How do you measure commitment in a comic? To me, it’s a reflection of the level of detail in the character-creation, the word-building or the story’s intricacy. Comic story-telling has a greater level of commitment because of its visual dimension and sometimes the teamwork needed, unless you’re a writer/artist.
But, it’s work I really admire. Let’s take a look at the list for this week and see the variety of commitment in this week’s pulls.
Rat Queens Vol2 #1
I hate to say this, as I was such a devout acolyte of this book in its beginning, but it’s lost its appeal for me.
This is a new cycle for The Rat Queens and while it suggests a new adventure is about to begin, it’s a little dull and fairly predictable in its execution.
I really can’t put my finger on it; perhaps it’s that it’s the same routine in every story arc: the extreme manifestation that it’s female adventurers instead of male adventurers – I mean, we get it, but it’s a little worn by now. But can we just have an adventure without gender identity entering into the story? I really just want to see the characters try to solve quest riddles or solve dungeon puzzles without the issue of ‘girl-power’ issues entering into the plot.
The characters are well-defined in this book but the problem is that the motif is old news. I want this book to succeed, but I just couldn’t get into it this week. Maybe I’m just being reactionary, but I found the allure of this book has gotten a little old. I really am sorry to say that too, because this book is a labour of love but as I’m a die-hard D&D adventurer, I’d rather see swords and sorcery instead of suffrage and solidarity. I hope it picks up.
Royal City #1
New title – thought I’d give it a go.
This is another scripted and drawn work by Jeff Lemire. I’m always eager to showcase the creative works from a fellow Torontonian, I’ve just never been a fan of Lemire’s art. Plus, there’s always the realm of the esoteric in which Lemire tends to embed his stories. Still, I figured I’d give this one a go, out of civic pride and all that.
Lemire has a stop-motion feel to his visual storytelling. When his characters want to make a statement, he devotes an entire frame to the sentence. It’s very halted and imparts a “clunkiness” to the story that makes you feel like you have to focus on the statement regardless of its importance to the storyline. Often, the statement that character makes doesn’t have a lot of bearing on the main plot, so it can be misleading, but Lemire is a multiple published writer and artist with DC, Marvel, Image and various other publishing houses, so who the hell am I to criticize him? But when I read his work, I feel like I’m always being paused for no real reason. Maybe this is just when he’s without an artist co-piloting his stories?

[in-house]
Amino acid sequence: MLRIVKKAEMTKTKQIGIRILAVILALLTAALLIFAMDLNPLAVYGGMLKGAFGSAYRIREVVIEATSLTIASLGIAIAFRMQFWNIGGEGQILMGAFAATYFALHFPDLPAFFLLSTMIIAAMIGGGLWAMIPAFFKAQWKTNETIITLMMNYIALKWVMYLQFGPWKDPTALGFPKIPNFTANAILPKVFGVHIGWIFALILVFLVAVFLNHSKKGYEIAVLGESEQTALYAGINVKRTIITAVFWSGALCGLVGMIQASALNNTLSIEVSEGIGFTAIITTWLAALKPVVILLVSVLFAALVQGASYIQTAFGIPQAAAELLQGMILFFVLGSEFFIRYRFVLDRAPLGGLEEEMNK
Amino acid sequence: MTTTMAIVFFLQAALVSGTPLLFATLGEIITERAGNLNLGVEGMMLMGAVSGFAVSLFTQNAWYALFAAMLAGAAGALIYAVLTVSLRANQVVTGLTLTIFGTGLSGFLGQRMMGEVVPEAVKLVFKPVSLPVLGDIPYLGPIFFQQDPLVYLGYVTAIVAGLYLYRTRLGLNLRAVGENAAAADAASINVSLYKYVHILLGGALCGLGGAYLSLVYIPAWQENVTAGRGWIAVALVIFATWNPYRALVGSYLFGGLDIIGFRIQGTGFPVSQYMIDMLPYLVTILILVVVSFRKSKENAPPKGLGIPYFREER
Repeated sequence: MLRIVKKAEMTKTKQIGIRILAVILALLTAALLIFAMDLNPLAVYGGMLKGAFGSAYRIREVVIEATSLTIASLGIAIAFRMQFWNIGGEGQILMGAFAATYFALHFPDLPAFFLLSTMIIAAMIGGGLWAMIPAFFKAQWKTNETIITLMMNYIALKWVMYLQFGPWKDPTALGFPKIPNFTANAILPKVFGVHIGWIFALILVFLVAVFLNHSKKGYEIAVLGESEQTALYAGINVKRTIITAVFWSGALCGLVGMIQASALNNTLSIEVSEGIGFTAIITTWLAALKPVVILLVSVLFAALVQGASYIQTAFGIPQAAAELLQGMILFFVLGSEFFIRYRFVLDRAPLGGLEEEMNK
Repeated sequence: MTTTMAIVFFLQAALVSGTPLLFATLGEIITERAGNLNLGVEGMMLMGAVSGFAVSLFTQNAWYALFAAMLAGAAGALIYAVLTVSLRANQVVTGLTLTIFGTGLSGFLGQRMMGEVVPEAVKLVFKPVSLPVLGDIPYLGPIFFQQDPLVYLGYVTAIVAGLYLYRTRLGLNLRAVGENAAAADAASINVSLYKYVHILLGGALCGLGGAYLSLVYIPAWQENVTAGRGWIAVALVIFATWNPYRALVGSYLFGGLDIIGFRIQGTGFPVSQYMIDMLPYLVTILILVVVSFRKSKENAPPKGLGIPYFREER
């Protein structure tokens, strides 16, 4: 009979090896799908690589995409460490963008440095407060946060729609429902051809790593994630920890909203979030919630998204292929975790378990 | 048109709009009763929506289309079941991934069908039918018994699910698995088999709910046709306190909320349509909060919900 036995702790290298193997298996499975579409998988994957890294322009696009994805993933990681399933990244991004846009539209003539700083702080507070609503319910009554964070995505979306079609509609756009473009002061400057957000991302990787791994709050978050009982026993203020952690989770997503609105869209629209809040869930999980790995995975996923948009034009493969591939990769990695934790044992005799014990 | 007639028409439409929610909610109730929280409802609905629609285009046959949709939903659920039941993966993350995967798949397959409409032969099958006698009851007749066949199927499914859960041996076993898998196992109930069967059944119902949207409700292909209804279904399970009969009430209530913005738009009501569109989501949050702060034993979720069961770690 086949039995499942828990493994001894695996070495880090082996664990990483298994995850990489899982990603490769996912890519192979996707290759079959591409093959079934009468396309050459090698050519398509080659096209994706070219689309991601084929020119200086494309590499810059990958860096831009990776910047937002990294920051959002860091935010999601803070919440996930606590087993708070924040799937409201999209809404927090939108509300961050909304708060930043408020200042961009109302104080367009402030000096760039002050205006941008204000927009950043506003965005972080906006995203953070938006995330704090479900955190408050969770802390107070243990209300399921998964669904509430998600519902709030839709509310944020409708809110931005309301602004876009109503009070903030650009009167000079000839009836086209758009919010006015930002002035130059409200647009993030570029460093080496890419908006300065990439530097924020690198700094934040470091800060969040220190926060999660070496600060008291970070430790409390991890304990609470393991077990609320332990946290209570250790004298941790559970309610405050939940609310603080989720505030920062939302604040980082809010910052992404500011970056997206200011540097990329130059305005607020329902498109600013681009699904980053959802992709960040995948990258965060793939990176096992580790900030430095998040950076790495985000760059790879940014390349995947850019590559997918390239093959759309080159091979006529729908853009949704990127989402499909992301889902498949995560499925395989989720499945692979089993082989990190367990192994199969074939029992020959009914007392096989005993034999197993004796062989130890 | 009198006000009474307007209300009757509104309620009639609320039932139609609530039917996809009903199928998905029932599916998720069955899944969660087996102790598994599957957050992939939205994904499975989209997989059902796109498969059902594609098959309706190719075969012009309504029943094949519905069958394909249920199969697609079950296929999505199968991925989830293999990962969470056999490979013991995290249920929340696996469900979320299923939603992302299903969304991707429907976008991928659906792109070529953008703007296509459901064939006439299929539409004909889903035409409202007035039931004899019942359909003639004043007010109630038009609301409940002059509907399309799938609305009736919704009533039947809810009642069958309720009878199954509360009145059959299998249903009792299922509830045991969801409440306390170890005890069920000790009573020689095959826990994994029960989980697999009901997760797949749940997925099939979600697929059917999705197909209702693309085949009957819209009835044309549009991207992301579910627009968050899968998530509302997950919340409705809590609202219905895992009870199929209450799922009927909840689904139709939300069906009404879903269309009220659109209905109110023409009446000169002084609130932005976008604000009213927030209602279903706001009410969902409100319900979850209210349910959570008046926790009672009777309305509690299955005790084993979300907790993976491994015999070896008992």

However, there’s a real creepiness to this book that emerges very slowly. When you start reading it, it stealthily sneaks up on you and completely takes you by surprise – a surprise that I wasn’t prepared for, to be honest.
If you’ve ever met Jeff Lemire, it’s actually a surprise how little he wants to talk about his work, yet in this initial first issue, he includes a personal essay about this book. It’s very open and has a vulnerability to it that also took me by surprise. I am not an ardent Lemire fan, but I truly sensed the commitment behind this book and after being creeped out by the end of the book, I think I can endure his art to keep reading this story and actually determine what is so special about Royal City and why this family is so central to its being. If he’s interested, I’d like to sit down with him and get some more insight into this story – after all, he lives down the street from me.
Am I going to continue reading this? Yeah, I think so. I honestly would like to see another artist on it, but the story is enough of a draw that I want to see what happens with the Pike Family. You should too.
You know, from all aspects and initial appearances, this just looks like a typical sci-fi/fantasy “heavy Metal” knock-off of a story, but when you read the personal essay by the creator, Daniel Warren Johnson, you get a real sense of the viscerality and emotion that went into the creation behind this book. There is a real sense of the creator’s impetus behind this book and while it is easy to dismiss this book as simply as a revenge story, I have to confess that my barbarian Scottish nature is open to this type of tale. After all, if you’re descended from a culture that has a legend about a king attempting a battle eight or nine times after being inspired by a spider in a cave, then revenge pretty much fits into your perception of life.
I admire resolution. I admire a sense of dedication in writing and storytelling and I think that’s what I really got from this book and I wholly support the creator’s initiative in telling his story. I appreciate his resolution and let’s face it: how many comics have I written? No, I admire the sense of honesty behind this book and I look forward to following it to its resolution.
Judge Dredd Annual #1
I honestly didn’t want to read this through to its finish. I am a Judge Dredd fan from his very first days and this just seems to completely deviate from the original inception of Dredd as a lawman and is attempting a post-apocalyptic version of Dredd. To be frank, I thought the Mega-City Zero storyline was over by now, much less than putting it into an annual and the other stories just seemed out of character with the Dredd that I’m used to.